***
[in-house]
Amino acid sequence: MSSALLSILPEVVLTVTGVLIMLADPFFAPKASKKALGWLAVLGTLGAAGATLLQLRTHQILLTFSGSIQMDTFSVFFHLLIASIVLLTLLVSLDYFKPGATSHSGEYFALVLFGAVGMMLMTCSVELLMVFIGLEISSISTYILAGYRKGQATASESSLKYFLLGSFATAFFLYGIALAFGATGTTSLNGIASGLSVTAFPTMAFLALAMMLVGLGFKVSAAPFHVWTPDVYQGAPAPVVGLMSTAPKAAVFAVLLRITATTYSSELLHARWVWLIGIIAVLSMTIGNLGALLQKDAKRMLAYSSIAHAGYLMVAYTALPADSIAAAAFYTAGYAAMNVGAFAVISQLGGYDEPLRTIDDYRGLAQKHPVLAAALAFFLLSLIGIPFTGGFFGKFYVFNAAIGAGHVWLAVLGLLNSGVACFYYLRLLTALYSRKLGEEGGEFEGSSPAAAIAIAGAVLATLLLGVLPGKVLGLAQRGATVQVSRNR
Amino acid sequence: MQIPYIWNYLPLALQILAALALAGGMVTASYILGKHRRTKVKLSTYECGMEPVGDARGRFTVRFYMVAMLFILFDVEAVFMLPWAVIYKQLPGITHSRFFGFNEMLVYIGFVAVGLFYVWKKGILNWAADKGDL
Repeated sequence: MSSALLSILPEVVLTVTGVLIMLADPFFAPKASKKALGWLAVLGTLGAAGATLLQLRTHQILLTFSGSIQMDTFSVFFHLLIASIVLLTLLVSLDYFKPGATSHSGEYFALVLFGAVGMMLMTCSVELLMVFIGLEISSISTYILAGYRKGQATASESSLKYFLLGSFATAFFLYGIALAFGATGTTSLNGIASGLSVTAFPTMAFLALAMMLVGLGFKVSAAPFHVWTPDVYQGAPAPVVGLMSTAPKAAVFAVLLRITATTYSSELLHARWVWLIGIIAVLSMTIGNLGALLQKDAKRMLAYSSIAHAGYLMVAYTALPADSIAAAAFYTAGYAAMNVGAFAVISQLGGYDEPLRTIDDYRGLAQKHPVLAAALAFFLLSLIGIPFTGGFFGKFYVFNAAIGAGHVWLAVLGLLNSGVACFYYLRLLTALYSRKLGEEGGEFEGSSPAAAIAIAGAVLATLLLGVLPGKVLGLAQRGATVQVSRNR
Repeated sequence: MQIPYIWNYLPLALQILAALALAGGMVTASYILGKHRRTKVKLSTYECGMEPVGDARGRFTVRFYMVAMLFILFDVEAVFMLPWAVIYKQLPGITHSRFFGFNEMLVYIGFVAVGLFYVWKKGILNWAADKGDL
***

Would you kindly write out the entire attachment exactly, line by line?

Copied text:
[in-house]
Amino acid sequence: MSSALLSILPEVVLTVTGVLIMLADPFFAPKASKKALGWLAVLGTLGAAGATLLQLRTHQILLTFSGSIQMDTFSVFFHLLIASIVLLTLLVSLDYFKPGATSHSGEYFALVLFGAVGMMLMTCSVELLMVFIGLEISSISTYILAGYRKGQATASESSLKYFLLGSFATAFFLYGIALAFGATGTTSLNGIASGLSVTAFPTMAFLALAMMLVGLGFKVSAAPFHVWTPDVYQGAPAPVVGLMSTAPKAAVFAVLLRITATTYSSELLHARWVWLIGIIAVLSMTIGNLGALLQKDAKRMLAYSSIAHAGYLMVAYTALPADSIAAAAFYTAGYAAMNVGAFAVISQLGGYDEPLRTIDDYRGLAQKHPVLAAALAFFLLSLIGIPFTGGFFGKFYVFNAAIGAGHVWLAVLGLLNSGVACFYYLRLLTALYSRKLGEEGGEFEGSSPAAAIAIAGAVLATLLLGVLPGKVLGLAQRGATVQVSRNR
Amino acid sequence: MQIPYIWNYLPLALQILAALALAGGMVTASYILGKHRRTKVKLSTYECGMEPVGDARGRFTVRFYMVAMLFILFDVEAVFMLPWAVIYKQLPGITHSRFFGFNEMLVYIGFVAVGLFYVWKKGILNWAADKGDL
Repeated sequence: MSSALLSILPEVVLTVTGVLIMLADPFFAPKASKKALGWLAVLGTLGAAGATLLQLRTHQILLTFSGSIQMDTFSVFFHLLIASIVLLTLLVSLDYFKPGATSHSGEYFALVLFGAVGMMLMTCSVELLMVFIGLEISSISTYILAGYRKGQATASESSLKYFLLGSFATAFFLYGIALAFGATGTTSLNGIASGLSVTAFPTMAFLALAMMLVGLGFKVSAAPFHVWTPDVYQGAPAPVVGLMSTAPKAAVFAVLLRITATTYSSELLHARWVWLIGIIAVLSMTIGNLGALLQKDAKRMLAYSSIAHAGYLMVAYTALPADSIAAAAFYTAGYAAMNVGAFAVISQLGGYDEPLRTIDDYRGLAQKHPVLAAALAFFLLSLIGIPFTGGFFGKFYVFNAAIGAGHVWLAVLGLLNSGVACFYYLRLLTALYSRKLGEEGGEFEGSSPAAAIAIAGAVLATLLLGVLPGKVLGLAQRGATVQVSRNR
Repeated sequence: MQIPYIWNYLPLALQILAALALAGGMVTASYILGKHRRTKVKLSTYECGMEPVGDARGRFTVRFYMVAMLFILFDVEAVFMLPWAVIYKQLPGITHSRFFGFNEMLVYIGFVAVGLFYVWKKGILNWAADKGDL